Now to complete our “first impressions”. I am a real cruise enthusiast. I love the allure of the open sea and the romance of cruising. So far, I had found no romance. We made reservations at Pasta’s for our first evening dinner. Pasta’s is one of two specialty restaurants requiring reservations. This was our first experience with Freestyle dining. We asked for and received a table for two (“Dine anytime, with whom you choose, dressed as you like, at any restaurant that you select” says the NCL brochure). I love people but part of the “romance” is to enjoy a good meal with just Kayron and I. The service was wonderful and the food was excellent at Pasta’s! I was beginning to be caught up in the “allure”. The “romance” was beginning. After this delicious meal, we went to the adjacent Gatsby”s Wine Bar, had an after-dinner drink and enjoyed great guitar music by Shane Cammell, from New Zealand. At some time during that evening I realized that my attitude had completely changed. I was thoroughly enjoying the romance of the evening and the allure of the sea. I was hooked! This was going to be a great cruise!
Day 2. I am an early riser. I love to walk the deck for about an hour before everyone else gets out of bed. The promenade is located on deck 6 and only a few brave folks were up at that hour. Walking was no problem on the leeward side but on the windward side I was facing about a 30 MPH wind coupled with the force from movement of the ship. I estimate the total wind in my face to be about 45 – 50 MPH. That was enough wind to blow my outbound foot into my inbound foot and to push me into a run on the downwind leg. For a time or two, I really felt like I was going overboard. The placement of the walking/jogging track, the slant of the bridge area of the ship and the currents caused by headwind made it a treacherous to walk. I completed my trek in about an hour and was glad to get back inside. I noticed later that they roped off the bow area due to “high winds”. Anyway, I made my way back to our cabin, woke Kayron and we went to breakfast.
One note about the stability of the Sea. She is only 42,000 tons and could be rough. The seas each day during this sailing were about 4-8 feet and the ship did move a little. I saw some folks who appeared a little green but to me the movement was minimal for a ship that size in these seas. I think the Sea has good stabilizers and I was impressed by the ride.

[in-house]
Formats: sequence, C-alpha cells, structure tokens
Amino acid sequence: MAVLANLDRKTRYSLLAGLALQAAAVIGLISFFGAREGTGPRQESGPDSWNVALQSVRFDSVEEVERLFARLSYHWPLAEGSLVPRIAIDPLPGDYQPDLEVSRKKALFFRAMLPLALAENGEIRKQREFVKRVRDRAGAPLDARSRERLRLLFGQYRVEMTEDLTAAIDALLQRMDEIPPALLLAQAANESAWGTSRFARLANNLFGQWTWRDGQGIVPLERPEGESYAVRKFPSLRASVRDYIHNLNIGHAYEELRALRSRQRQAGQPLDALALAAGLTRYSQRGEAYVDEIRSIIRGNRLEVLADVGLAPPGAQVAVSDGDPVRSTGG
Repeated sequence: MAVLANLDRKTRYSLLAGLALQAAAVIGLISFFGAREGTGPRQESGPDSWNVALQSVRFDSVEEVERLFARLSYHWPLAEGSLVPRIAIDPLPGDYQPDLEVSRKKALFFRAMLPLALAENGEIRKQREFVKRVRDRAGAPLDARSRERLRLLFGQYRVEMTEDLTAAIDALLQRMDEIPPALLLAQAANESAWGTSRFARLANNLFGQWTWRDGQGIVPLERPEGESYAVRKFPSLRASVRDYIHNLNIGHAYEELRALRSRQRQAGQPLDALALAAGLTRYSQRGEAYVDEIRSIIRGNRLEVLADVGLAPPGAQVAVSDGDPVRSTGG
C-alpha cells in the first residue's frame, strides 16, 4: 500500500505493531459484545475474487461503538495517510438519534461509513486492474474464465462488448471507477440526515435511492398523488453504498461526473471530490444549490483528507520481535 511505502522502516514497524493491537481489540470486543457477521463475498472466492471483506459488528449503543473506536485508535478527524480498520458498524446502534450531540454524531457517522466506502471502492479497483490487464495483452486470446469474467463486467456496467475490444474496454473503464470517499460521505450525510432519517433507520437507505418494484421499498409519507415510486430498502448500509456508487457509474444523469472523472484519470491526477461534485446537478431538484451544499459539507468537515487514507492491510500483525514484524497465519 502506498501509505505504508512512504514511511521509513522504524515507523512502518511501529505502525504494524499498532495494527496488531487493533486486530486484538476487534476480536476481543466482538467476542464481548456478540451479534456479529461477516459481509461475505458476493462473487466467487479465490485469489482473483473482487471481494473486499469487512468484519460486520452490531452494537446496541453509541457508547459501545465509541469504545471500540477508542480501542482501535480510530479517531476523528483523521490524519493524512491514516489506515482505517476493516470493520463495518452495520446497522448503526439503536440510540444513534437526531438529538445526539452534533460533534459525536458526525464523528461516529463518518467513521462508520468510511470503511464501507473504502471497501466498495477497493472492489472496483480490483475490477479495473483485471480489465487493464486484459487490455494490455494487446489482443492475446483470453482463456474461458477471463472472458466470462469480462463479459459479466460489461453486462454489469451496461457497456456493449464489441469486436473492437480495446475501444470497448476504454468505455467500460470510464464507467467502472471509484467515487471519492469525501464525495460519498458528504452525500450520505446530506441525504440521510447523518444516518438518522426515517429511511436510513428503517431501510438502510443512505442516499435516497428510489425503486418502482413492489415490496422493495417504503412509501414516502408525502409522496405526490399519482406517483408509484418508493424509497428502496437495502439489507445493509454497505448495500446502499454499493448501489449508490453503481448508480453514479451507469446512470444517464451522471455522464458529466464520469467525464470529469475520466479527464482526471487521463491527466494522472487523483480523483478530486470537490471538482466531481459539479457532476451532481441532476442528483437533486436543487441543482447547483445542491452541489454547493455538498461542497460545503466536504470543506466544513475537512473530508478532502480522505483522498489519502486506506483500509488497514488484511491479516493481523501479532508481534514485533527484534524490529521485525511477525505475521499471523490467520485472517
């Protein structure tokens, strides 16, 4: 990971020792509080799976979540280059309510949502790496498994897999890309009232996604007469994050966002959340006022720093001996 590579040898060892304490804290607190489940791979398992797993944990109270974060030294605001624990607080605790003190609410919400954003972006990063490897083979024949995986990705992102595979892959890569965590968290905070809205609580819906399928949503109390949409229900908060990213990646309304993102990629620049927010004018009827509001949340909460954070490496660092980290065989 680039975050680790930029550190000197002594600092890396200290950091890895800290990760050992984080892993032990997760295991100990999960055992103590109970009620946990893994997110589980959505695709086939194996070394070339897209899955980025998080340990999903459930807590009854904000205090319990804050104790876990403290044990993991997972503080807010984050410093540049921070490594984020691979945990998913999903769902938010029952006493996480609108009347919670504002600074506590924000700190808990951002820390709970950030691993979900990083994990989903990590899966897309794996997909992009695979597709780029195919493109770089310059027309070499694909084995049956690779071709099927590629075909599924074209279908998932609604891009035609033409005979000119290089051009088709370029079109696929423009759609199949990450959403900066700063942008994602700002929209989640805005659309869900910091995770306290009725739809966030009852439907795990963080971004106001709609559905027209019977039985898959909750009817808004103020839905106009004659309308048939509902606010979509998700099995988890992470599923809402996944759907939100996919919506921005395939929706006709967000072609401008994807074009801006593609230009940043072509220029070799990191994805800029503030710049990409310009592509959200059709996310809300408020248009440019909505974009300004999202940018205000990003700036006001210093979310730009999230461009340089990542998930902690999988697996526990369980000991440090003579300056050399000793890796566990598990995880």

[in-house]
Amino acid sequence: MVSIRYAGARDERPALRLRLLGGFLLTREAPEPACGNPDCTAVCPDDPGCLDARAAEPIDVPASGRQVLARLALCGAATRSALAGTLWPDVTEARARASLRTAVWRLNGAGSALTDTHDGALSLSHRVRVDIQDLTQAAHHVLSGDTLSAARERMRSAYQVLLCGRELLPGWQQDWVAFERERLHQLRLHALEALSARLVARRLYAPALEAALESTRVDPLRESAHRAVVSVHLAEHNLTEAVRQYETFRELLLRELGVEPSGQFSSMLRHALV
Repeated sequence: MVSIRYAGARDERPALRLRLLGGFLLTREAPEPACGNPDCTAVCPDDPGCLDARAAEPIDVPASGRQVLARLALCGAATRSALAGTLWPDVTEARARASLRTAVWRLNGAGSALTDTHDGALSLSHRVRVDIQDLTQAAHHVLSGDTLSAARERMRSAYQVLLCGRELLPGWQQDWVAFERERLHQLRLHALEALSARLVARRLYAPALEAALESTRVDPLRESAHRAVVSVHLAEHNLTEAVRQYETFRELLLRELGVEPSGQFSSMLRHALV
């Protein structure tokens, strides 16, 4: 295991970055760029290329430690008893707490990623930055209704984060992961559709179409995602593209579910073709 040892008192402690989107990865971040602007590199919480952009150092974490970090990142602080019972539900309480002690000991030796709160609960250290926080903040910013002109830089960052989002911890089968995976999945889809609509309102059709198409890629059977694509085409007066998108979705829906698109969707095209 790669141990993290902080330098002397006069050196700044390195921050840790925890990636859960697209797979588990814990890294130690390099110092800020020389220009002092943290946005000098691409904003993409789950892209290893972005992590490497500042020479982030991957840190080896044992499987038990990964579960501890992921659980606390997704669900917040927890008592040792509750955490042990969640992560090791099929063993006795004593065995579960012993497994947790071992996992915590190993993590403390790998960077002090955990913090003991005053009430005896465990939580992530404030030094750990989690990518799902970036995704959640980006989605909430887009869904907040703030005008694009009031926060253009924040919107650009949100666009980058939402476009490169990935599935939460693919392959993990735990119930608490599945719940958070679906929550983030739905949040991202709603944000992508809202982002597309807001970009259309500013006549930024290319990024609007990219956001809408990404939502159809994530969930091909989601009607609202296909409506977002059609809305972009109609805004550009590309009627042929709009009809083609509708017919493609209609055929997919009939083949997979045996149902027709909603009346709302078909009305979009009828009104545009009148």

Again, let me describe a dissimilarity between ourselves and other cruisers. We have discovered that we enjoy the service and ambience of eating breakfast and lunch in the dining rooms and not at the buffet restaurants. We chose a table for two in the Four Seasons dining room and had a great breakfast. There is an unhurried atmosphere in the dining rooms and the food is fresher than the serving line food in the buffet. Again, I enjoy eating with Kayron and visiting with folks seated at tables next to us by mutual agreement rather than forced conversation.
The Internet Café was next on our agenda and we set up a block of time for later use to keep us in touch with our office. Next, we went to the shops for presents for the family. Lunch was again in the Four Seasons at a table for two.
I need to devote some space to Le Bistro our dining choice for our second night. This is a Mediterranean Restaurant, close to Pasta’s on the 10th floor. The elevator that takes you to the 10th floor is only a 4 person elevator and I suggest walking up if you are at all claustrophobic. Le Bistro requires reservations and there is a $15.00/person service charge. We have eaten at specialty restaurants on other ships, some that charged a cover charge and have always enjoyed the experience. We do not mind paying extra for great food and good service. This was a truly memorable experience and was perhaps was one of our best ever meals at sea. We began our meal with a Caesar Salad, individually prepared. My entrée was a Filet Mignon and it was to die for, requiring only a fork to cut it. Béarnaise sauce and mixed, grilled vegetables accompanied the steak. To me, it was easily as good or better than any steak I have eaten from any restaurant on land. The desert was Banana’s Flambé, which was prepared by the headwaiter, individually to your order. I love the ceremony of visibly prepared food, especially flaming foods. Following dinner, we visited Oscar’s for a nightcap while enjoying great piano music. This was another great night at sea.
Day 3. I want to mention the Seven Seas Restaurant. We ate there on the third night and wondered how it would compare with the specialty restaurants. Once again we requested a table for two but we did enjoy talking with folks at the adjacent table. I would have to rate our meal as one of the better “dining room” meals that I have eaten. I ordered “Cowboy Steak” which was a thin piece of sirloin, covered with onion rings and sitting on a bed of French Fries. It was excellent! Overall, we really enjoyed our meals onboard and repeated our choices on the last three nights, doing Pasta’s, Le Bistro and the Seven Seas again, in that order. We were never disappointed.